Exogenous “Planting” Antigen
There is another possibility for the formation of in situ immune complexes (Figure 1B). In 1980 and 1981, Batsford et al. and Border et al. created an animal model with the typical pathological lesion of MN by intravenous infusion of cationized exogenous serum proteins (51, 52) (Table 2). The glomerular subepithelial deposition of IgG and C3 can only occur after immunization with a cationized antigen. After immunization with an anionic or neutral antigen, deposition occurs simultaneously in the mesangial area. Furthermore, the proteinuria of an animal that is immunized with cationized antigen is more severe (53, 54). This is due to the negative charge of the glomerular capillary wall, which interacts electrostatically with the cationized antigen resulting in the “planting” of the exogenous antigen. This exogenous antigen then binds to circulating antibodies in situ to form the immune complex. In humans, cationic bovine serum albumin (cBSA) is most often the exogenous “planting” antigen found in early childhood MN (55) when the diet of the children is mainly based on milk products. This suggests that some cases of MN may be related to dietary and environmental factors. Moreover, the formation of subepithelial immune complexes in SMN, such as hepatitis B virus-associated MN, is similar (7).
Other Causes of Podocyte Injury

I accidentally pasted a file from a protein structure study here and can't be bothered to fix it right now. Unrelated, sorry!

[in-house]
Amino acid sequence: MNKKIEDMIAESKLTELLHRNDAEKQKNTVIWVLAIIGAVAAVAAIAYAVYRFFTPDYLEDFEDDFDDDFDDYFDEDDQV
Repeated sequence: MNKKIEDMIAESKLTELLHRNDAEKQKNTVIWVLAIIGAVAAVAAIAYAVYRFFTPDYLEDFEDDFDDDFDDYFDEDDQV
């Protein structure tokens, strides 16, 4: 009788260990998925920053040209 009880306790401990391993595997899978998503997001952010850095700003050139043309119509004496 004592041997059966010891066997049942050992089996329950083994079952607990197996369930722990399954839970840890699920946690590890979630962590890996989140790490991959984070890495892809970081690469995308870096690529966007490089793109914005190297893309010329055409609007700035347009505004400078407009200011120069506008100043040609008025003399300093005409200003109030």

Complement activation is the crucial mechanism of MN podocyte injury, but it is not the only one. After Beck et al. discovered PLA2R1 in 2009, Tomas et al. found THSD7A, the second adult podocyte antigen, in 2014 (9, 10). THSD7A and PLA2R1 are large transmembrane proteins with multiple domains which are both expressed on podocyte membranes. However, in contrast to PLA2R1, THSD7A is also expressed in mouse podocytes (56). Human anti-THSD7A containing sera can be used to immune-precipitate THSD7A from mouse glomeruli in vitro and in vivo injections of human anti-THSD7A can specifically bind to murine THSD7A on podocyte foot processes, inducing proteinuria and initiating a histopathological pattern that is typical of MN (57) (Table 2). However, no C3 deposition has been found in the renal tissue of mice shortly following immunization with rabbit anti-THSD7A antibodies, similar to the absence of complement deposition after the injection of purified human anti-THSD7A antibodies (56, 57). These findings indicate that complement activation is not vital in the initiation of podocyte injury and proteinuria in the THSD7A-dependent mouse model of MN. And further, they demonstrate that human and rabbit anti-THSD7A antibodies are directly pathogenic by altering the architecture of podocytes (57). Furthermore, proteinuria also develops in C6-deficient rats with established Heymann nephritis and in C3-deficient mice with established anti-podocyte glomerulonephritis (58–60). In conclusion, the podocyte injury of MN is the result of a complex multifactorial process, especially in IMN where IgG4 deposition predominates, and the mechanism of podocyte injury beyond complement activation needs to be further explored.